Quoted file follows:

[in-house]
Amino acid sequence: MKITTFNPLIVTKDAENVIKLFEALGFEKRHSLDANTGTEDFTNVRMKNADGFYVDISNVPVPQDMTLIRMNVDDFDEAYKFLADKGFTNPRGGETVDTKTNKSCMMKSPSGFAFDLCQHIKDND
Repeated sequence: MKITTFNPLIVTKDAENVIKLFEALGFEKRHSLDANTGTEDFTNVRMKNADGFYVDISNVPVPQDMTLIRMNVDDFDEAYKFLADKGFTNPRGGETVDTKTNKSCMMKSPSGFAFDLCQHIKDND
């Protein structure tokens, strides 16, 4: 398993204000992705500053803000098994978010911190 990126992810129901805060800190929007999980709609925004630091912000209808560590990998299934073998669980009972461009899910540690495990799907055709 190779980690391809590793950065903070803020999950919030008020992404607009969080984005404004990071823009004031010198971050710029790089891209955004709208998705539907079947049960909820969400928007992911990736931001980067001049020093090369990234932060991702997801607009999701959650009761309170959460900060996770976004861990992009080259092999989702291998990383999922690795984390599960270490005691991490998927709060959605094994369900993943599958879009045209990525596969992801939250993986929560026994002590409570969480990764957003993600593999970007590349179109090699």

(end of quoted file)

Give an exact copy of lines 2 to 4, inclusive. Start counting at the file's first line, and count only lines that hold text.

Amino acid sequence: MKITTFNPLIVTKDAENVIKLFEALGFEKRHSLDANTGTEDFTNVRMKNADGFYVDISNVPVPQDMTLIRMNVDDFDEAYKFLADKGFTNPRGGETVDTKTNKSCMMKSPSGFAFDLCQHIKDND
Repeated sequence: MKITTFNPLIVTKDAENVIKLFEALGFEKRHSLDANTGTEDFTNVRMKNADGFYVDISNVPVPQDMTLIRMNVDDFDEAYKFLADKGFTNPRGGETVDTKTNKSCMMKSPSGFAFDLCQHIKDND
């Protein structure tokens, strides 16, 4: 398993204000992705500053803000098994978010911190 990126992810129901805060800190929007999980709609925004630091912000209808560590990998299934073998669980009972461009899910540690495990799907055709 190779980690391809590793950065903070803020999950919030008020992404607009969080984005404004990071823009004031010198971050710029790089891209955004709208998705539907079947049960909820969400928007992911990736931001980067001049020093090369990234932060991702997801607009999701959650009761309170959460900060996770976004861990992009080259092999989702291998990383999922690795984390599960270490005691991490998927709060959605094994369900993943599958879009045209990525596969992801939250993986929560026994002590409570969480990764957003993600593999970007590349179109090699």